The protracted character of the process is also a result of the Treasury’s key role in policing prudence. It is a public and semi-permanent reminder that expectations should always be ‘realistic’. Any expression of ambition is seen as bringing with it the risk of a return to the hellish days of ‘boom and bust’.
As I have previously argued on spiked, the elevation of caution above all else is a key problem in relation to economic policy (see New Labour’s economy: healthy, sluggish, dull). It inevitably acts as a barrier to achieving ambitious economic goals.
For instance, it is possible to make stability the top priority while also supporting economic growth in principle. Indeed, Brown does – no doubt genuinely – want to promote economic growth. The problem is that if prudence is the starting point then any dynamism will always be viewed with suspicion, since it risks stoking up instability. So those who are attached to the cautious approach will hold back nervously rather than boldly promote growth.
Yet economic growth is a precondition for raising living standards and moving society forward. With a larger economy it is possible for individuals both to have more material things and to enjoy more spare time to pursue their interests.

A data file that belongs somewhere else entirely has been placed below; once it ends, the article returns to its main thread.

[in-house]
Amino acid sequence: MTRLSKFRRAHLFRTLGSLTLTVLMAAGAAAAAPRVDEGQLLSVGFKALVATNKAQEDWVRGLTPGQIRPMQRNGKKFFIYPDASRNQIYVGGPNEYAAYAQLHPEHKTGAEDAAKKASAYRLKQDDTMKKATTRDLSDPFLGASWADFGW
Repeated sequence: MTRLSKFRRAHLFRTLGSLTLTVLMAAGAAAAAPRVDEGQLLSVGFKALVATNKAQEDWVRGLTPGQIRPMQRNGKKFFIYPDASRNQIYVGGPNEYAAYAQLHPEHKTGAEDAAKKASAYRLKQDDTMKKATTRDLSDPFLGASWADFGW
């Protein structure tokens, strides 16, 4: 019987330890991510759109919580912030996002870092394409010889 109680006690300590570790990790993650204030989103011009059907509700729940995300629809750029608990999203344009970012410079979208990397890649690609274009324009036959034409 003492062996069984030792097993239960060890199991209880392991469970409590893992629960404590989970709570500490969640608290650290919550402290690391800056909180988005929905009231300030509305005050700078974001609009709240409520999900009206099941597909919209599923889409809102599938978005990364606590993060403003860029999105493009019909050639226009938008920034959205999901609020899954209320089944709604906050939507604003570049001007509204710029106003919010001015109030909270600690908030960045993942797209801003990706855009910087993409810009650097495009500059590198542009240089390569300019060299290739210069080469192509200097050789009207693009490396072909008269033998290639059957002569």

In contrast, the culture of caution promotes a climate in which ambitious economic development is viewed with anxiety. It leads public discussion to become more preoccupied with minute technical details rather than how to make society better off. The worship of prudence is the religion of New Labour with Brown as its high priest, but it is not a path that others should follow.
Daniel Ben-Ami is the author of Cowardly Capitalism: The Myth of the Global Financial Casino, John Wiley and Sons, 2001 (buy this book from Amazon (UK) or Amazon (USA)). He is also a contributor to Cultural Difference, Media Memories: Anglo-American Images of Japan, Continuum International Publishing Group, 1997 (buy this book from Amazon (UK) or Amazon (USA)).
New Labour’s economy: healthy, sluggish, dull, by Daniel Ben-Ami
NHS in traction, by Dr Michael Fitzpatrick
(1) The November 2001 Pre-Budget Report and related documents are available at the at Treasury website
(2) ‘Britain: More tax breaks unveiled ahead of Budget’, Financial Times, 30 March 2002; and ‘Brown lifts lid on £500m Budget tax breaks’, Financial Times, 27 March 2002
(3) ‘A battle half won’, Tony Blair, Observer, 14 April 2002; and ‘A tax-raising Budget is nothing to fear’, Peter Mandelson, Financial Times, 15 April 2002